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http://dx.doi.org/10.3389/fnhum.2018.00496DOI Listing
http://www.ncbi.nlm.nih.gov/pmc/articles/PMC6292989PMC
December 2018

Demoralization in Parkinson disease.

Neurology 2018 05 4;90(18):e1613-e1617. Epub 2018 Apr 4.

From the Department of Neurology (B.B.K., C.A.C., D.R.S., F.H.K., B.S., D.D., K.N., K.S.P., V.M.K., A.S.P., E.D.L.), Center for Neuroepidemiology and Clinical Neurologic Research (B.B.K., E.D.L.), Department of Psychiatry (J.M.d.F.), Yale University; and Department of Chronic Disease Epidemiology (E.D.L.), Yale School of Public Health, Yale University, New Haven, CT.

Objective: To determine the prevalence and associated features of demoralization in Parkinson disease (PD).

Methods: Participants with PD and controls were prospectively recruited from outpatient movement disorder clinics and the community. Demoralization was defined as scoring positively on the Diagnostic Criteria for Psychosomatic Research, Demoralization questionnaire or Kissane Demoralization Scale score ≥24. Depression was defined as Patient Health Questionnaire-9 score ≥10. Forward stepwise logistic regression was used to determine the odds of having demoralization in the overall, control, and PD cohorts.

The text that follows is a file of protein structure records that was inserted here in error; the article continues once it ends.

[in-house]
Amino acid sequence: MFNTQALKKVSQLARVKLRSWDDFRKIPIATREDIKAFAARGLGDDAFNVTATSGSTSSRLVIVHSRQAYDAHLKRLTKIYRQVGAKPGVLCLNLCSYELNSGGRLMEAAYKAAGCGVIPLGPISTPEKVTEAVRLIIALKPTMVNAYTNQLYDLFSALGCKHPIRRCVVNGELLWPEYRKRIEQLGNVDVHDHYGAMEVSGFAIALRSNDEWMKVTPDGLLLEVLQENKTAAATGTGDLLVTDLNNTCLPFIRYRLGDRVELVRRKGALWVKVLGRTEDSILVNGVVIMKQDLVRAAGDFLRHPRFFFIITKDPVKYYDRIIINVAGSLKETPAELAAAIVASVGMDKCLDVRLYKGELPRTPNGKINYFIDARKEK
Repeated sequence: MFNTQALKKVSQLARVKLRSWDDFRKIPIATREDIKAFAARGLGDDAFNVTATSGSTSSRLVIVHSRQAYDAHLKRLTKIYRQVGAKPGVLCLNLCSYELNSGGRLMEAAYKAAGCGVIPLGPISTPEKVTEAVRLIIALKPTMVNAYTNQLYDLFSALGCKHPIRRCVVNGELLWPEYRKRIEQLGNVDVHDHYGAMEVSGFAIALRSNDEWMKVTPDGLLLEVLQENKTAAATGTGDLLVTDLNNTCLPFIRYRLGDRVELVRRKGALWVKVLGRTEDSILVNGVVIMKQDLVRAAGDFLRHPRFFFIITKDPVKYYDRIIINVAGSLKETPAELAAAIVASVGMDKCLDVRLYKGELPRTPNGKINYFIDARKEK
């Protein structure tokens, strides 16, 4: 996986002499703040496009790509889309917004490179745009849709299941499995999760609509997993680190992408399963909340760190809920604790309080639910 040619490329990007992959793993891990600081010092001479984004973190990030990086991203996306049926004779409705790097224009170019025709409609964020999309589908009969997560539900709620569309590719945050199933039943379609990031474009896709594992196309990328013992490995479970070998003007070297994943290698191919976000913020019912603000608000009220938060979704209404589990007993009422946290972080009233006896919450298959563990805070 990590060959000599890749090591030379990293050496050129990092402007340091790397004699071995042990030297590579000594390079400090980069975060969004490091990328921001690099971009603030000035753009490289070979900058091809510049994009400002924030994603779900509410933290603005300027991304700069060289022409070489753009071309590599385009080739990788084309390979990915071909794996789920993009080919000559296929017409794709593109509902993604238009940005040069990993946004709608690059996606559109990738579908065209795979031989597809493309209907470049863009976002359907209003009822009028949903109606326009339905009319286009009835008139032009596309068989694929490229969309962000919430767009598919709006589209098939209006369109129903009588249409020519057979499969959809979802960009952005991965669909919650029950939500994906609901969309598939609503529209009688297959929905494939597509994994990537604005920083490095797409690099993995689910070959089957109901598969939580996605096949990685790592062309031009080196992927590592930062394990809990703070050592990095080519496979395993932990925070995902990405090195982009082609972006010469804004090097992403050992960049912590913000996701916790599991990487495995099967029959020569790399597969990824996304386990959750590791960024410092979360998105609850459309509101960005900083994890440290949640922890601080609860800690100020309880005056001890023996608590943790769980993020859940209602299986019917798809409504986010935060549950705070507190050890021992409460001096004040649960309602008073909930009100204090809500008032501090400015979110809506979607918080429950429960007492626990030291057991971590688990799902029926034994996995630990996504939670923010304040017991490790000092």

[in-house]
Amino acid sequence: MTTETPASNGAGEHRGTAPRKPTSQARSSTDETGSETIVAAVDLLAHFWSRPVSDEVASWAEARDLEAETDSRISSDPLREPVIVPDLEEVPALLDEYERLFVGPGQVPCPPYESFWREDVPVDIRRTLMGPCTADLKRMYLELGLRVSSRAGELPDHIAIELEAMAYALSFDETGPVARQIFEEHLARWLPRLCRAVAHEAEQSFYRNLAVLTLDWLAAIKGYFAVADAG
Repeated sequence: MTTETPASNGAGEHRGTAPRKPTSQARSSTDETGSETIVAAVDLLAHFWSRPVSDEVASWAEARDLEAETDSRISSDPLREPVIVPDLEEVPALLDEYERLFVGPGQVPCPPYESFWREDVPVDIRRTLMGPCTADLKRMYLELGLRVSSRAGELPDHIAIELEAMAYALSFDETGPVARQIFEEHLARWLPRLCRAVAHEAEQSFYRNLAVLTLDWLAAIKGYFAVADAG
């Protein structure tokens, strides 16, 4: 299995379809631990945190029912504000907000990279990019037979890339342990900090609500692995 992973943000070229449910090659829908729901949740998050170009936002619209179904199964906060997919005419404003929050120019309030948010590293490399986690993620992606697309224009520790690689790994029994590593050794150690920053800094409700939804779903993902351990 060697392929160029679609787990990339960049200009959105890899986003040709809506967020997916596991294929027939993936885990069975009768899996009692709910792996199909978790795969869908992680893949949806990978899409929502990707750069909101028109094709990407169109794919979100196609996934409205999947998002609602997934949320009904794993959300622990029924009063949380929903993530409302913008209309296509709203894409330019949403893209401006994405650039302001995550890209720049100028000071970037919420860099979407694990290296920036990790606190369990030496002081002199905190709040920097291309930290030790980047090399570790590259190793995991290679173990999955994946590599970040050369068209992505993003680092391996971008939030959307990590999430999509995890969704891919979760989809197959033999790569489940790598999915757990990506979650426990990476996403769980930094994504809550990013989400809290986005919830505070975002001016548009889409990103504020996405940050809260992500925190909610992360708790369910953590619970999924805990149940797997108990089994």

Results: Demoralization occurred in 18.1% of 94 participants with PD and 8.1% of 86 control participants ( = 0.05). These 2 groups were otherwise comparable in age, sex, education, economics, race, and marital status. Although demoralization was highly associated with depression, there were individuals with one and not the other. Among participants with PD, 7 of 19 (36.8%) depressed individuals were not demoralized, and 5 of 17 (29.4%) demoralized individuals were not depressed. In the overall cohort, having PD (odds ratio 2.60, 95% confidence interval 1.00-6.80, = 0.051) was associated with demoralization, along with younger age and not currently being married. In the PD cohort, younger age and Unified Parkinson's Disease Rating Scale, part III score (per score 1) were associated with demoralization (odds ratio 1.06, 95% confidence interval 1.01-1.12, = 0.02).

Conclusions: Demoralization is common in PD and is associated with motor dysfunction. In demoralization, there is a prominent inability to cope, making it somewhat distinct from depression. Treatment approaches are also different, making it important to identify demoralization in patients with PD.